Natural Cat Repellent: A Natural Way to Keep Away Stray Cats

cat under cover 300x199 Natural Cat Repellent: A Natural Way to Keep Away Stray CatsThere is always a way to maximize the uses you get out of your garden, and the plants you grow there, and sometimes what you discover as a new use for an old plant may surprise you!

This is one great “green idea” that I stumbled on myself quite accidentally!  When moving fresh cut Rosemary from my yard into my kitchen to hang and dry, my cat dashed in to check out the leafy greens in my hand, no doubt to see how edible they were.  His fascination led him to continually dart his head close to the plant, only to jump back, and blink in confusion.  He swatted at the plant a few times, and then repeated the same pattern, but as the oils from the plant attached to the paws of his front feet he began to back away from me, and then back away from the smells of the Rosemary plant (now attached to his front paws) that he perceived to be following him.  Over the next few minutes he backed himself around my kitchen several times trying to sneak away from the offending smell, and I took pity on him after he made a few mad dashes to and from the living room, trying to outrun his front paws.  Once my perverse enjoyment of this entertainment passed, I realized I had struck gold in the all-natural cat control department.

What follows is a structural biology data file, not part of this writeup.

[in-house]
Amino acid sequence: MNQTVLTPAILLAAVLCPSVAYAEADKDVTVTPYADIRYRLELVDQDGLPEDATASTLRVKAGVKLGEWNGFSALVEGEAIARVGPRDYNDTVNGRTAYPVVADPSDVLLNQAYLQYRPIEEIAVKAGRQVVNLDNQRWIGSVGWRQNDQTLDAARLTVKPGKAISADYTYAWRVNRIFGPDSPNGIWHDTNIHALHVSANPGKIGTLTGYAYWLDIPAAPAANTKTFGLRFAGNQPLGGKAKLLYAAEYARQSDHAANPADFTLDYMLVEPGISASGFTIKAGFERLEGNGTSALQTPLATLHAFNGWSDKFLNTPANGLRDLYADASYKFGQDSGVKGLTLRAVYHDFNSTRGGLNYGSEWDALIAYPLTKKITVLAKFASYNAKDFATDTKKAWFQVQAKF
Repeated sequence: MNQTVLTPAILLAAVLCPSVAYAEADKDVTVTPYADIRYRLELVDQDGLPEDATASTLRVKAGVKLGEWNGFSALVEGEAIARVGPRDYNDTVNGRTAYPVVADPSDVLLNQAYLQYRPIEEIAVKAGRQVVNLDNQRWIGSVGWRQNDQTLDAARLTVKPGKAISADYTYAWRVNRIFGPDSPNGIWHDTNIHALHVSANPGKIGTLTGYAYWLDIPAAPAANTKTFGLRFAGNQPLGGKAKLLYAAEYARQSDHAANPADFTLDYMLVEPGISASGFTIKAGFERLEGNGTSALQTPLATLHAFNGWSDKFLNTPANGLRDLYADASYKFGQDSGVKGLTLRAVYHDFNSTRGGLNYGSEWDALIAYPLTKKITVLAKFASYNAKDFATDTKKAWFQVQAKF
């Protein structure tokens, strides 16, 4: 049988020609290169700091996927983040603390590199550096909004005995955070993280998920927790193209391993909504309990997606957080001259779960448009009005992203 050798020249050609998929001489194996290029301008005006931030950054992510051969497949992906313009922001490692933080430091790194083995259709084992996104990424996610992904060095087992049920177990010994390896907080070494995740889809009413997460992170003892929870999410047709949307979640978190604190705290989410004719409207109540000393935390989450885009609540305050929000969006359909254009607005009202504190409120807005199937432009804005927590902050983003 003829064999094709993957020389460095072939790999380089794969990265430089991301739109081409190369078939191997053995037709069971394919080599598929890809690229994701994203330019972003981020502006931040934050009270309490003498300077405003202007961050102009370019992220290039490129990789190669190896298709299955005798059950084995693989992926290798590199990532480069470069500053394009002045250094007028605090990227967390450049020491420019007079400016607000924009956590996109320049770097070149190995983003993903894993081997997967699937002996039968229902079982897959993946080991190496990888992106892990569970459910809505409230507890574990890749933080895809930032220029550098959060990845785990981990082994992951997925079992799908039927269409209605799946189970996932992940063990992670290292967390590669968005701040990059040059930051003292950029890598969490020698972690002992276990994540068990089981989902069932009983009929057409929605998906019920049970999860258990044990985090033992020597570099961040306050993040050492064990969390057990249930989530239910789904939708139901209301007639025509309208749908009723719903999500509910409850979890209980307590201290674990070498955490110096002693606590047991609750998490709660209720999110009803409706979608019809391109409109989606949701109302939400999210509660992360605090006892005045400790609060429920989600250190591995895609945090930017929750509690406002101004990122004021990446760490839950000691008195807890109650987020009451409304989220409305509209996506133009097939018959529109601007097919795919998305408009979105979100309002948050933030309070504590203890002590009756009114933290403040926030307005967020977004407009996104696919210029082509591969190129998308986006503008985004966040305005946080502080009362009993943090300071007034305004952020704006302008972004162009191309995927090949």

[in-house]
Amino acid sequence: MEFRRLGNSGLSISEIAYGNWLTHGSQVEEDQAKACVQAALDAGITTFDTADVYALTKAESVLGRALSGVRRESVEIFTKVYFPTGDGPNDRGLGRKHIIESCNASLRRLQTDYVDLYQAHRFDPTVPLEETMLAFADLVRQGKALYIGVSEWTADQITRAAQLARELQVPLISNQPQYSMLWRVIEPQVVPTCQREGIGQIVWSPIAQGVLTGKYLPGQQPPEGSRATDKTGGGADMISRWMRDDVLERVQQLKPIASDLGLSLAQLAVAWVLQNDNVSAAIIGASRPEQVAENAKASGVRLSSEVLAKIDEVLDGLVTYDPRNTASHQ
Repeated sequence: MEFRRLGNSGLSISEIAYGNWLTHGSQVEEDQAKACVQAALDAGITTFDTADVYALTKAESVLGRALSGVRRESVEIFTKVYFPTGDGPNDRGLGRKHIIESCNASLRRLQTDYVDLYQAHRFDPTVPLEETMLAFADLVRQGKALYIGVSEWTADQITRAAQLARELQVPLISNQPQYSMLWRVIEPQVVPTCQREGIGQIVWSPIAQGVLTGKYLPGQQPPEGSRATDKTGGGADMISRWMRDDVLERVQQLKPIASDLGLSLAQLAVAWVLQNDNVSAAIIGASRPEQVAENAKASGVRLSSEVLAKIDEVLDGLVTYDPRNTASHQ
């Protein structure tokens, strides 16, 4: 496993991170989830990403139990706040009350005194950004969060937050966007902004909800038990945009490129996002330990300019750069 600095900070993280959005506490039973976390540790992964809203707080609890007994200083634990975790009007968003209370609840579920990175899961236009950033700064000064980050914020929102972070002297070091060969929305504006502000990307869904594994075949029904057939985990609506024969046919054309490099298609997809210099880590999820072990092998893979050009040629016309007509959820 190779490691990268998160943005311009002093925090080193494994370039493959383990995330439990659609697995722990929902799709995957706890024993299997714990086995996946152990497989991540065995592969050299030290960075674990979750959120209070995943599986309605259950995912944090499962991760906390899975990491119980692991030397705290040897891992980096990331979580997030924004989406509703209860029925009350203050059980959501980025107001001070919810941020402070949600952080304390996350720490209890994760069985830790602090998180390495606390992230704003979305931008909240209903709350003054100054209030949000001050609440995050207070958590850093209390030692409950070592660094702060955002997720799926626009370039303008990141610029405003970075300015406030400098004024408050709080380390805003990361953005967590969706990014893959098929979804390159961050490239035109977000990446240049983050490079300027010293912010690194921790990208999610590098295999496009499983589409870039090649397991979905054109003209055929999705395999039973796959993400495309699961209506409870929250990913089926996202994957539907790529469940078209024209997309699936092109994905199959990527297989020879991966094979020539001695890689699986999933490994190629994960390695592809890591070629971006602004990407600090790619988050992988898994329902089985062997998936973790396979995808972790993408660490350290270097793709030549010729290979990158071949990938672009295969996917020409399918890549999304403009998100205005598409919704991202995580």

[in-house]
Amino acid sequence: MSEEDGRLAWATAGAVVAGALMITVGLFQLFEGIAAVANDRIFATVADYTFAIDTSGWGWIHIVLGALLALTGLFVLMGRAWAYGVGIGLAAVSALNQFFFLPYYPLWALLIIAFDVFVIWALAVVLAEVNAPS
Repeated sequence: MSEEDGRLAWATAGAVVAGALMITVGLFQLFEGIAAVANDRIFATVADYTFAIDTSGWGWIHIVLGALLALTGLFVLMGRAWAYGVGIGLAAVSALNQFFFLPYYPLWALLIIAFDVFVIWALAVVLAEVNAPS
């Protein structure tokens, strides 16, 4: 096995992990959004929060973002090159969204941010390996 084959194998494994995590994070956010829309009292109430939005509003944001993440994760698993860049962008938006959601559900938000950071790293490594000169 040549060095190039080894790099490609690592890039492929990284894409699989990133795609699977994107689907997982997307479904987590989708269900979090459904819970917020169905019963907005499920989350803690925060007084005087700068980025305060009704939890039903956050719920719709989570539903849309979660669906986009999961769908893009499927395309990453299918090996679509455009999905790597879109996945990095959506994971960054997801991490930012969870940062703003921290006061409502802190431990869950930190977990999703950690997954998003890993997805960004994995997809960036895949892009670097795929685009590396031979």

How To Make It Work For You:

  • Plant Rosemary in your garden to deter stray cats from leaving deposits in your yard, or hunting your songbirds.
  • Lay fresh trimmings of Rosemary on carpet areas you want a house-cat to avoid.  The oils in the plant are long lasting, and can work at deterring a cat from a designated area for up to two weeks, giving you time to re-train the cat’s behavior.
  • To keep cats away from computer wires, heirloom furniture, or china displays, lay trimmings of Rosemary in the areas around what you are protecting, or place the trimmings in the area the cat uses to access the object.
  • For problem areas, or for repeat offenders, a cotton ball lightly soaked (so as not to leave oil stains) in Rosemary Essential Oil, and placed near the object of your house-cat’s attention can deter the visiting behavior.  Also a dab of the oil of hard surfaces, such as a chair leg, or piece of furniture, will also deter your cat sufficiently.

Try this method out as an alternative to pet store remedies, and see if you can’t solve your cat problem with this great “green” alternative!